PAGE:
OKEECHOBEE — Could floating mats of vegetation be used to clean excess phosphorus and nitrogen from Florida waterways and lakes, using a plant that can be harvested and sold?
That’s what Steve Edmonds of Hemp4Water hopes to achieve. In a few months, he hopes to have approval for a research project on Lake Okeechobee’s Rim Canal.
Mr. Edmonds said the process of growing hemp in water is already being tested in Tennessee. The company is waiting for approval from the Florida Department of Agriculture to set up a pilot project in Florida.
“We will be applying with the Florida Department of Agriculture as soon as they release the rules for growing hemp in Florida,” said Mr. Edmonds.
The research project will help determine how much phosphorus and nitrogen each hemp plant can uptake from the water, and determine if it is possible to scale up the system to make a difference in Florida’s impaired waterways.
Hemp plants could serve as a floating wetlands system that would be harvested, roots and all, removing the nutrient load the plants absorb from the water. The hemp plants could then be used for a variety of products used in construction or biofuel.
Mr. Edmonds grew up in Stuart. “The St. Lucie River is really important to me,” he said.
The idea to use plants to remove nutrients from the water, and then harvest the plants for use in marketable products is something he has been working on for a long time, he explained.
“The more plants we can grow in the water, the more nutrients we can remove from the watershed,” he said.
Hemp was chosen for the project because of the versatility of the plant. Mr. Edmonds said the water-grown hemp will not be used for CBD oils or for rope, but there are many other uses for hemp that could use the water-grown plants.
He said it appears that when the roots are in water, more energy is devoted toward root growth. The stress causes the plants to use nutrients in higher levels, which means more phosphorus and nitrogen will be pulled from the water.
In addition, hemp plants naturally remove any heavy metals that may be present, he added.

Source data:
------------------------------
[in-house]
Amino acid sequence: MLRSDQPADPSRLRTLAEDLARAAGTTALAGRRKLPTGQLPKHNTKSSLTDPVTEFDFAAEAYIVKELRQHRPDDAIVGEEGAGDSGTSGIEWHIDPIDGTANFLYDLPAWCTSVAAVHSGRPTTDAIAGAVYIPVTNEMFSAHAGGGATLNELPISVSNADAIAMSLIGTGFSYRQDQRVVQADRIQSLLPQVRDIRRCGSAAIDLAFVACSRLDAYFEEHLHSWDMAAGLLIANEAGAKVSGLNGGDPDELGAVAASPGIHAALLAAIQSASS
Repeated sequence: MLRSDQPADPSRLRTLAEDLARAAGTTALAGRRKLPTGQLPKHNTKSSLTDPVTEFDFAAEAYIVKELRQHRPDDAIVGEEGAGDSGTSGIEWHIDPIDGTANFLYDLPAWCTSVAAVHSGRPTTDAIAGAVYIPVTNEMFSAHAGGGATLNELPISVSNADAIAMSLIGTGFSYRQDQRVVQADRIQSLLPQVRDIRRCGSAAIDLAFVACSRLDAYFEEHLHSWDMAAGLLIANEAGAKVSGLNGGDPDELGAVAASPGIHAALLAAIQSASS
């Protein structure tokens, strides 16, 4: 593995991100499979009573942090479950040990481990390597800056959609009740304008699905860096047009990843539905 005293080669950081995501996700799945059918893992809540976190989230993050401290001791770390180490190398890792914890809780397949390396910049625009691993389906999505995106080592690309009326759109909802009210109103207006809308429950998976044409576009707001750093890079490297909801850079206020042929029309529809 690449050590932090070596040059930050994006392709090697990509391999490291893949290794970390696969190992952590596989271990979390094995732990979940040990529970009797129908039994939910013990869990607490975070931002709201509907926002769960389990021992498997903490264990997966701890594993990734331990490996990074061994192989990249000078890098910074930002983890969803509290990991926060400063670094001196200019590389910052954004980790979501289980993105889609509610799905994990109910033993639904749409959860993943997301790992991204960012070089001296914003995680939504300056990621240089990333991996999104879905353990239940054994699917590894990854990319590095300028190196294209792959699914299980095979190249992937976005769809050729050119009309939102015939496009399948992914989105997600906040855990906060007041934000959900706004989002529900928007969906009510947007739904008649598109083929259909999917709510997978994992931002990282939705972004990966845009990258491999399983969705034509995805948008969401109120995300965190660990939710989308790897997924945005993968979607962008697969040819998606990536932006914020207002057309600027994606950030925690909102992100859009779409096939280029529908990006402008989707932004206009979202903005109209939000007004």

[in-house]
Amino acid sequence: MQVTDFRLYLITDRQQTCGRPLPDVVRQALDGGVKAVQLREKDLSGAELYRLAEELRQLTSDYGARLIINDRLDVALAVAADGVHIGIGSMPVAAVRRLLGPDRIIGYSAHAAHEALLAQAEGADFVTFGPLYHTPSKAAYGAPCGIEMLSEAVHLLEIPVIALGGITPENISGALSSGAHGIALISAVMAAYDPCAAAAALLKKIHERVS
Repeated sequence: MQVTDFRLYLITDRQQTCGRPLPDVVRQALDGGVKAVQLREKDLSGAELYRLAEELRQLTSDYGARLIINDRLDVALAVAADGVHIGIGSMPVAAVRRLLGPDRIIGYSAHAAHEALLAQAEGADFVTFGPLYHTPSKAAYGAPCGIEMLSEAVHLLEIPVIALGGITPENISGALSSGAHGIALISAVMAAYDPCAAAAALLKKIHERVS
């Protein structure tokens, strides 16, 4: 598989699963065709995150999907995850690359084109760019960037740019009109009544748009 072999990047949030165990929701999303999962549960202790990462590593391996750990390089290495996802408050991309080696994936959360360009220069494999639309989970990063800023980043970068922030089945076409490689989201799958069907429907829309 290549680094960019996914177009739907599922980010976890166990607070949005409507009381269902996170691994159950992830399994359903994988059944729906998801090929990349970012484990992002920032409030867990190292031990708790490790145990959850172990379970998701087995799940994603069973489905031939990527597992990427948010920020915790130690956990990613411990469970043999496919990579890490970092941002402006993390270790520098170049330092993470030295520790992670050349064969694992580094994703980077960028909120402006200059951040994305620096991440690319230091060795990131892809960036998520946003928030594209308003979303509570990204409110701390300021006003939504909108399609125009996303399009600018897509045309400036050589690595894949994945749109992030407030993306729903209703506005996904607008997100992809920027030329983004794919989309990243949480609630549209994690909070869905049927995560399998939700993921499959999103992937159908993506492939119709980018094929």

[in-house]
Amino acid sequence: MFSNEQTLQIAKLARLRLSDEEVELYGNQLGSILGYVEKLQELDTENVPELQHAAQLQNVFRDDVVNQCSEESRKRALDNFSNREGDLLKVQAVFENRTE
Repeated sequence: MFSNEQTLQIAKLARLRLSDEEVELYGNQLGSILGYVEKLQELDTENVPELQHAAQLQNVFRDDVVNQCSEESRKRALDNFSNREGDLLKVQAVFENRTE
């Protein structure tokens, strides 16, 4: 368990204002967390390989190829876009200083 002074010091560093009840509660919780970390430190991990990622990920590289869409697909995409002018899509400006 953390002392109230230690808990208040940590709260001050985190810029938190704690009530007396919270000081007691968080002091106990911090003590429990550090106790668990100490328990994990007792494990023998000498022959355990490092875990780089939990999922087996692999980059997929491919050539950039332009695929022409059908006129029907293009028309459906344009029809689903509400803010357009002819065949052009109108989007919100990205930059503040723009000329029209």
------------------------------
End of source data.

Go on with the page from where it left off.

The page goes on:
Mr. Edmonds said he hopes to prove that hemp grown in water could be a sustainable project. When the project is scaled up sufficiently, it could produce enough marketable product to pay for the operation of the project.
To make a difference, it will have to be large acreage, he said. Lake Okeechobee’s vast waters could provide some optimal sites for aquatic hemp farming.
Part of the study will include the interaction between wildlife and the hemp plants, he said. The root system in the water should not bother the fish, he added. Birds might eat the hemp seed, which is quite nutritious.
If there are any negative interactions, “there may be a fair amount of precautions we will need to make,” Mr. Edmonds continued.
“If I can prove the data I need to prove, that’s when I’ll apply for grants to reduce the TMDL (Total Daily Maximum Load) of phosphorus and nitrogen in the waterways,” he said.
“I would love to see floating barges that span the Kissimmee River, cleaning the water before it flows into Lake Okeechobee,” Mr. Edmonds said.
The pilot project is the first step.
The 2018 Farm Bill defined hemp as an agricultural commodity. It is also reclassified hemp with regard to the Controlled Substances Act administered by the United States Drug Enforcement Agency. This offers hemp farmers access to financing and crop insurance and removes trade barriers across state lines. The farm bill also described regulation of hemp production at the state level. The Florida Department of Agriculture and Consumer Services (FDACS) submitted a state hemp plan in response to the 2018 Farm Bill. Florida Commissioner of Agriculture Nikki Fried has been an outspoken supporter of hemp farming in Florida, which she has stated could boost the state’s economy.